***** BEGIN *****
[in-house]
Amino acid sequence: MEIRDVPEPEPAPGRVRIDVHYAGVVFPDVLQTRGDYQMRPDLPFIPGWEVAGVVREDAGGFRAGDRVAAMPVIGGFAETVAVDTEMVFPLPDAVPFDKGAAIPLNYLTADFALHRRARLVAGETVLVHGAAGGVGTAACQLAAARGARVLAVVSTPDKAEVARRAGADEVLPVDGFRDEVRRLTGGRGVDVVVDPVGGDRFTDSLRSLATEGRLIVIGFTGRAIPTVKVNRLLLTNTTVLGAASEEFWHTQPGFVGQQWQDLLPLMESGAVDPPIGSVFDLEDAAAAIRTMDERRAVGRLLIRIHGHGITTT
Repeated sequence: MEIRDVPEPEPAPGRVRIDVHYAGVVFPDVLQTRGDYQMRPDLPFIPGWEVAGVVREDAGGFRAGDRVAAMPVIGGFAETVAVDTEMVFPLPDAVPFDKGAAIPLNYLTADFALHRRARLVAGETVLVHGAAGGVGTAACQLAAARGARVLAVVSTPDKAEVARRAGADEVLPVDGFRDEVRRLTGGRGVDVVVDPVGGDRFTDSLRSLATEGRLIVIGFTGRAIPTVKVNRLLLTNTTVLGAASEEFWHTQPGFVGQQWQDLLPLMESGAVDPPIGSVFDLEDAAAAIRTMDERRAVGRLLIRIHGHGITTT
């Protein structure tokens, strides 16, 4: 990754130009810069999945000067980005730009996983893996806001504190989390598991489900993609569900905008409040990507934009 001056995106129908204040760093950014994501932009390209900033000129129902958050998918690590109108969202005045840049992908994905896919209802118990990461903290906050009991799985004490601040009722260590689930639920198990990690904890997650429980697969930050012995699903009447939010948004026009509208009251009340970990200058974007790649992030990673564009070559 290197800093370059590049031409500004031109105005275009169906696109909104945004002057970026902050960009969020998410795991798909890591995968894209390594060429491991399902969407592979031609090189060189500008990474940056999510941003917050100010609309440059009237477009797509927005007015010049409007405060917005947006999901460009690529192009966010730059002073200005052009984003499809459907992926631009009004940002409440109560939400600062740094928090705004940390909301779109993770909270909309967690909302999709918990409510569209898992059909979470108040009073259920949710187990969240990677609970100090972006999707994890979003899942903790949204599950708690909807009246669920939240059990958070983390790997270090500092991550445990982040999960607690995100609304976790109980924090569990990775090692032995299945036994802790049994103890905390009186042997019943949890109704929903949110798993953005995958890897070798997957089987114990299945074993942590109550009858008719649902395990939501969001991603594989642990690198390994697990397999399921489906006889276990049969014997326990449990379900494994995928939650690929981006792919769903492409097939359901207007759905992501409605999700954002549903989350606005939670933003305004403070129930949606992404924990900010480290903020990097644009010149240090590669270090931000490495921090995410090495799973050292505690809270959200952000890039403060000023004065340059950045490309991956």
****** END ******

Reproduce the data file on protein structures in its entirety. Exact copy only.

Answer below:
[in-house]
Amino acid sequence: MEIRDVPEPEPAPGRVRIDVHYAGVVFPDVLQTRGDYQMRPDLPFIPGWEVAGVVREDAGGFRAGDRVAAMPVIGGFAETVAVDTEMVFPLPDAVPFDKGAAIPLNYLTADFALHRRARLVAGETVLVHGAAGGVGTAACQLAAARGARVLAVVSTPDKAEVARRAGADEVLPVDGFRDEVRRLTGGRGVDVVVDPVGGDRFTDSLRSLATEGRLIVIGFTGRAIPTVKVNRLLLTNTTVLGAASEEFWHTQPGFVGQQWQDLLPLMESGAVDPPIGSVFDLEDAAAAIRTMDERRAVGRLLIRIHGHGITTT
Repeated sequence: MEIRDVPEPEPAPGRVRIDVHYAGVVFPDVLQTRGDYQMRPDLPFIPGWEVAGVVREDAGGFRAGDRVAAMPVIGGFAETVAVDTEMVFPLPDAVPFDKGAAIPLNYLTADFALHRRARLVAGETVLVHGAAGGVGTAACQLAAARGARVLAVVSTPDKAEVARRAGADEVLPVDGFRDEVRRLTGGRGVDVVVDPVGGDRFTDSLRSLATEGRLIVIGFTGRAIPTVKVNRLLLTNTTVLGAASEEFWHTQPGFVGQQWQDLLPLMESGAVDPPIGSVFDLEDAAAAIRTMDERRAVGRLLIRIHGHGITTT
């Protein structure tokens, strides 16, 4: 990754130009810069999945000067980005730009996983893996806001504190989390598991489900993609569900905008409040990507934009 001056995106129908204040760093950014994501932009390209900033000129129902958050998918690590109108969202005045840049992908994905896919209802118990990461903290906050009991799985004490601040009722260590689930639920198990990690904890997650429980697969930050012995699903009447939010948004026009509208009251009340970990200058974007790649992030990673564009070559 290197800093370059590049031409500004031109105005275009169906696109909104945004002057970026902050960009969020998410795991798909890591995968894209390594060429491991399902969407592979031609090189060189500008990474940056999510941003917050100010609309440059009237477009797509927005007015010049409007405060917005947006999901460009690529192009966010730059002073200005052009984003499809459907992926631009009004940002409440109560939400600062740094928090705004940390909301779109993770909270909309967690909302999709918990409510569209898992059909979470108040009073259920949710187990969240990677609970100090972006999707994890979003899942903790949204599950708690909807009246669920939240059990958070983390790997270090500092991550445990982040999960607690995100609304976790109980924090569990990775090692032995299945036994802790049994103890905390009186042997019943949890109704929903949110798993953005995958890897070798997957089987114990299945074993942590109550009858008719649902395990939501969001991603594989642990690198390994697990397999399921489906006889276990049969014997326990449990379900494994995928939650690929981006792919769903492409097939359901207007759905992501409605999700954002549903989350606005939670933003305004403070129930949606992404924990900010480290903020990097644009010149240090590669270090931000490495921090995410090495799973050292505690809270959200952000890039403060000023004065340059950045490309991956």